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Environmental and community advocates set April 28 town hall on data centers, Bi-County Parkway

Environmental and community advocates are hosting a town hall this Thursday, April 28, at Battlefield High School in Haymarket at 6:30 p.m., on several upcoming, controversial land-use issues that they say threaten the regional water supply and National historical heritage, according to Elena Schlossberg of The Coalition to Protect Prince William County.

Scheduled to speak are: Kim Hosen, Executive Director Prince William Conservation Alliance;  Elizabeth Ward, Groundwater Expert; Deshundra Jefferson, Montclair resident and community activist;  Bob Weir, Haymarket Town Council; Bill Wright, retired Navy and Homeland Security;  Vida Carroll, dedicated mom and community member; and Frank Washington, Coalition to Save Historic Thoroughfare. 
The town hall is being held, Schlossberg said, because Prince William Board of County Supervisors is examining  a proposed PW Digital Gateway,  a landowner-driven Comprehensive Plan Amendment (CPA) that would bring data centers to the regional drinking water supply watershed, along with several other highly-charged land use decisions. If approved, that CPA would re-plan the area, they say, to allow data center  uses  on up to 2,133 acres of land adjacent to the historic Manassas National Battlefield Park.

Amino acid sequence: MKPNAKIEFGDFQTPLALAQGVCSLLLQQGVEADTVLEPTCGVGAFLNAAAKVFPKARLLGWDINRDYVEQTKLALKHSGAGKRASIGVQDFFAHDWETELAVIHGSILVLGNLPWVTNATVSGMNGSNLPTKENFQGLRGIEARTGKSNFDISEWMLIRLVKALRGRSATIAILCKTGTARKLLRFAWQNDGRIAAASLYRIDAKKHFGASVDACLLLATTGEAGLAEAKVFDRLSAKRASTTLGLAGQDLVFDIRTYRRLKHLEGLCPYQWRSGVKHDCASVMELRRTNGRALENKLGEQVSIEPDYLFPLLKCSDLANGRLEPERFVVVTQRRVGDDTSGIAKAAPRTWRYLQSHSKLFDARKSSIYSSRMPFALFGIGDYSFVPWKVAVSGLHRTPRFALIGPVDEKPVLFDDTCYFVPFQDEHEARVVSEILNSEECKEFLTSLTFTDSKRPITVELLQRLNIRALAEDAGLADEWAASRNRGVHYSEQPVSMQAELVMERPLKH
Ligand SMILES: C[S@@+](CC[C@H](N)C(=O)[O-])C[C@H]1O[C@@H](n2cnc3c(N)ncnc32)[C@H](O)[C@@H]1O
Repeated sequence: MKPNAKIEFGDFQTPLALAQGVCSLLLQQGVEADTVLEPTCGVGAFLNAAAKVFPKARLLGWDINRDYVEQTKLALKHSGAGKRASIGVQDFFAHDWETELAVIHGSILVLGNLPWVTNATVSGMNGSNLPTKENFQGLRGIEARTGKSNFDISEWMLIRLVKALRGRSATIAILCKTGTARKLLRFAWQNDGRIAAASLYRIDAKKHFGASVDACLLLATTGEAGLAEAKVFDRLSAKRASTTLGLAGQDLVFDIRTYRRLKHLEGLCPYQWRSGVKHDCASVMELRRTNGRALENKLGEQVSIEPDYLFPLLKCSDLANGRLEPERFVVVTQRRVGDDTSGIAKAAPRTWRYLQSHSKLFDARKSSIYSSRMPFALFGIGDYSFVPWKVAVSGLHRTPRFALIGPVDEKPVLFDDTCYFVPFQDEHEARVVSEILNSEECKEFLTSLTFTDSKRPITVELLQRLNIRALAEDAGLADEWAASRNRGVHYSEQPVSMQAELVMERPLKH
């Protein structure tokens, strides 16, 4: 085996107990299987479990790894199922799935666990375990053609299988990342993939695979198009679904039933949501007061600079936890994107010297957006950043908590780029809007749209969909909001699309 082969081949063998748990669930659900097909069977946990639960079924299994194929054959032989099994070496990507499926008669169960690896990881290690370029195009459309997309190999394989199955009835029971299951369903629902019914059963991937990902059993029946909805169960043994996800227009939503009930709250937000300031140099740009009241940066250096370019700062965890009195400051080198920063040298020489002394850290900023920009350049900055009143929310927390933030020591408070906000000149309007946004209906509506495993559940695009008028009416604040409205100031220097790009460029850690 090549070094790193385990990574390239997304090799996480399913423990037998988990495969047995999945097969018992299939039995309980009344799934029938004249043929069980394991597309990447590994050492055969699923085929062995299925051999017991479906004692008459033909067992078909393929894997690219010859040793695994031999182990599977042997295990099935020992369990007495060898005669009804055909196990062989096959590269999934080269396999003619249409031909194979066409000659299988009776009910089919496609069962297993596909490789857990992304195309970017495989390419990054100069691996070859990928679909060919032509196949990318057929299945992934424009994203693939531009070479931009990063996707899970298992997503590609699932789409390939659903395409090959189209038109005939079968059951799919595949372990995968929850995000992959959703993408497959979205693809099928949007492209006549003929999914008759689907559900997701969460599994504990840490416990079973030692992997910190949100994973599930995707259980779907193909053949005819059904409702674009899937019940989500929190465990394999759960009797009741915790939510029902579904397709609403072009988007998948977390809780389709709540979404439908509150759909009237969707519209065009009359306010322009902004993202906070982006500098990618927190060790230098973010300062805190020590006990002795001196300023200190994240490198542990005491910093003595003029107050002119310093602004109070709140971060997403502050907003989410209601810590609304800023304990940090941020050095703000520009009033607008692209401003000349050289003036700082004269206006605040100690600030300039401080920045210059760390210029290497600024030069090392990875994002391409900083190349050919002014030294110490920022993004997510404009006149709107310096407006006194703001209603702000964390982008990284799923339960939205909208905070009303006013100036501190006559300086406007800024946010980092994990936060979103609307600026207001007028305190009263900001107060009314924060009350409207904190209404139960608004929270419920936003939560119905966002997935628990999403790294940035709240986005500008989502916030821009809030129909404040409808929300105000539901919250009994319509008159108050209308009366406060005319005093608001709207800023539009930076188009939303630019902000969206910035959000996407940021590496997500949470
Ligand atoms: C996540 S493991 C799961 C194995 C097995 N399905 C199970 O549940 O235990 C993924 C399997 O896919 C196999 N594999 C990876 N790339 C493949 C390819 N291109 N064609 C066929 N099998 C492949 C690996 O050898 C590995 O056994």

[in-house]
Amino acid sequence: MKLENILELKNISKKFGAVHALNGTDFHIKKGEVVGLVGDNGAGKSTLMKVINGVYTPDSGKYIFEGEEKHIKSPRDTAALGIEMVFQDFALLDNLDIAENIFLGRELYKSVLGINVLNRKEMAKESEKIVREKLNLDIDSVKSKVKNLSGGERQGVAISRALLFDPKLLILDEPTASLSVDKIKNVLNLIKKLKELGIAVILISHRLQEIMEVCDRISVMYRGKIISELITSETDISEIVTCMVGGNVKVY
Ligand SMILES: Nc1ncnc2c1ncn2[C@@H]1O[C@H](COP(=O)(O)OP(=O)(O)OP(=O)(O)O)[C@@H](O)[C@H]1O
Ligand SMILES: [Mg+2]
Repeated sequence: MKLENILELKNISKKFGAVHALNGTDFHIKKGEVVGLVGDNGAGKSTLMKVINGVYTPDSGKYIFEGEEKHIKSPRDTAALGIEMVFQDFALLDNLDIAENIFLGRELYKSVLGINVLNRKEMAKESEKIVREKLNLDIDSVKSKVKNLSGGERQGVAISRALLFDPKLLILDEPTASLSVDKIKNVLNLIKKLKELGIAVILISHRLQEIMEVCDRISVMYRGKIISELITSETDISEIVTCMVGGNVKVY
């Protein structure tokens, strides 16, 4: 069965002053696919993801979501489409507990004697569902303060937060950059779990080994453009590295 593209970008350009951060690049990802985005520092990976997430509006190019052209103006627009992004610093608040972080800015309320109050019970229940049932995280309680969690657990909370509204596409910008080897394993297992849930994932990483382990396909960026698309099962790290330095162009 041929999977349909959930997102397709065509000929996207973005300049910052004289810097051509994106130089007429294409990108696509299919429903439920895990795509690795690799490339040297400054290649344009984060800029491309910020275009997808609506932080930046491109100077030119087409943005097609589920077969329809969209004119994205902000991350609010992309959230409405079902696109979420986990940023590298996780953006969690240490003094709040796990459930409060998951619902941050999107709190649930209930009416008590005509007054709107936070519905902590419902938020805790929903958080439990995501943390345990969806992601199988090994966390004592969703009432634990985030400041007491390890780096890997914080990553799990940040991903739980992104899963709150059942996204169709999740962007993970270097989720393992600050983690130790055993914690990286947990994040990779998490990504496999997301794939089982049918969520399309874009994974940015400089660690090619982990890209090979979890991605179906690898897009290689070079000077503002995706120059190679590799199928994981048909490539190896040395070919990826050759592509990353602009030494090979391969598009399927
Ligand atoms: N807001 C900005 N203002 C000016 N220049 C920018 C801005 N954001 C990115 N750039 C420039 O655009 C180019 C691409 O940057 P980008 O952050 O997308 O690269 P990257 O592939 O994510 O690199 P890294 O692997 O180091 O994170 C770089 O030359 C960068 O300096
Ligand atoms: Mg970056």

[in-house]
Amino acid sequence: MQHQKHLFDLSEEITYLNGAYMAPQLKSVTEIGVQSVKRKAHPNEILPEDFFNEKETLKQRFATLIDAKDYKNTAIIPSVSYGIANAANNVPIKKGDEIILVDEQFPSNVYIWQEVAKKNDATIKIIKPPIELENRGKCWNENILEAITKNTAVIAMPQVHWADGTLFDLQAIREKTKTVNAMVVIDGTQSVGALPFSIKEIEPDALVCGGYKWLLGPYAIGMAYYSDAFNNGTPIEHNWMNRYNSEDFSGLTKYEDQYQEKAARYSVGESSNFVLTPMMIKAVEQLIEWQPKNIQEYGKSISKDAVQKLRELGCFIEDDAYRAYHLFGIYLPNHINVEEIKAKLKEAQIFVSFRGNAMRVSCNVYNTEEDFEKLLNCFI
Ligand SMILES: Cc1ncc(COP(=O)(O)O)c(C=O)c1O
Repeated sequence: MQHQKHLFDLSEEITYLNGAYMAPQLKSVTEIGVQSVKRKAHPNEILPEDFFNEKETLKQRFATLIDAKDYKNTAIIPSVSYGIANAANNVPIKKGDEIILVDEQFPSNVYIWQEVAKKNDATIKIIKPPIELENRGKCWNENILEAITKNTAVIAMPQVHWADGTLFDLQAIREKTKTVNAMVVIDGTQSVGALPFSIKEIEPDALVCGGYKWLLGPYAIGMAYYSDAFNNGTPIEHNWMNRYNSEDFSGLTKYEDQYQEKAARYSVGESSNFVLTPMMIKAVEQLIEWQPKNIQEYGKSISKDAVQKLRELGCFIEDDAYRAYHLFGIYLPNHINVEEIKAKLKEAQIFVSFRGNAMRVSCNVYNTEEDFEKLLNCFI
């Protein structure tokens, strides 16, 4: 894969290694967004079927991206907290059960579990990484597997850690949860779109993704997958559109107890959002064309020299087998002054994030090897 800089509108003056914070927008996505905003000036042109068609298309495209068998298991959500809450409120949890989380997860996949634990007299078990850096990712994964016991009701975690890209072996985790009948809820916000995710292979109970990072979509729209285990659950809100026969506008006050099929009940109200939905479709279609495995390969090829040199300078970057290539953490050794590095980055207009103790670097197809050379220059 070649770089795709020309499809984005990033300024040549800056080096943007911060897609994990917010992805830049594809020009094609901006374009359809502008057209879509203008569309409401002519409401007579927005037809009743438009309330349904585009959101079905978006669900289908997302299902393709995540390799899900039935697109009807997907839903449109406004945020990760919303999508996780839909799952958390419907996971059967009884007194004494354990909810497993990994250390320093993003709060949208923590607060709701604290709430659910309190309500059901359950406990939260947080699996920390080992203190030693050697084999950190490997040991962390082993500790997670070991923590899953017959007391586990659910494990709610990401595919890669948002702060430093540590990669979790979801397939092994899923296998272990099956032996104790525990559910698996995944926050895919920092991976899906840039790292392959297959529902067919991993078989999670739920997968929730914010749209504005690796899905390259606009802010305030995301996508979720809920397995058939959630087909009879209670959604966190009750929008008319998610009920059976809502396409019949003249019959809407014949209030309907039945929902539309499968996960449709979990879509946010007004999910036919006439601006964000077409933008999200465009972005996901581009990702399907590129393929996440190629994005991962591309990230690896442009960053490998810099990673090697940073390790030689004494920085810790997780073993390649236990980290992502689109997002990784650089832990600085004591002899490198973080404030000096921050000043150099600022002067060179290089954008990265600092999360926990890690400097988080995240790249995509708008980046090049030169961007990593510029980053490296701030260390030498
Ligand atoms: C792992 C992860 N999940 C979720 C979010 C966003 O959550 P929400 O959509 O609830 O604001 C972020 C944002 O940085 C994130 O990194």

Fairfax County Water Authority has warned Prince William officials that “substantial changes in land use patterns in areas of Prince William County will impact water quality in the watershed and Reservoir.” 

According to the meeting’s news release, “Prince William County encompasses 40 percent of the Occoquan Reservoir Watershed, much of which is in the rural crescent, and provides clean drinking water for nearly 8 million people who live and work in Northern Virginia and, in an emergency, can supply the whole demand. Over half Prince William’s total county population, located generally in the eastern portion of the county, depend on the Occoquan Reservoir for about 17 million gallons of clean drinking water each day.” 

The town hall will also cover the Bi-County parkway (outer beltway) and the additional potential loss of more than 5,000 acres of rural crescent land to residential sprawl and even more industrial development in Nokesville.

The Coalition to Protect Prince William County is a grassroots movement originally formed in 2014 in response to Dominion Power’s proposal to erect 100-plus-foot-tall transmission towers and a new substation for a single customer — Amazon – that wanted to establish a data center campus in Haymarket. The Coalition is a registered 501(c)(4) corporation.  We are a group of volunteers; there are no paid directors.  Because the Coalition is tax-exempt, all donated funds are dedicated to expenses, said Schlossberg.

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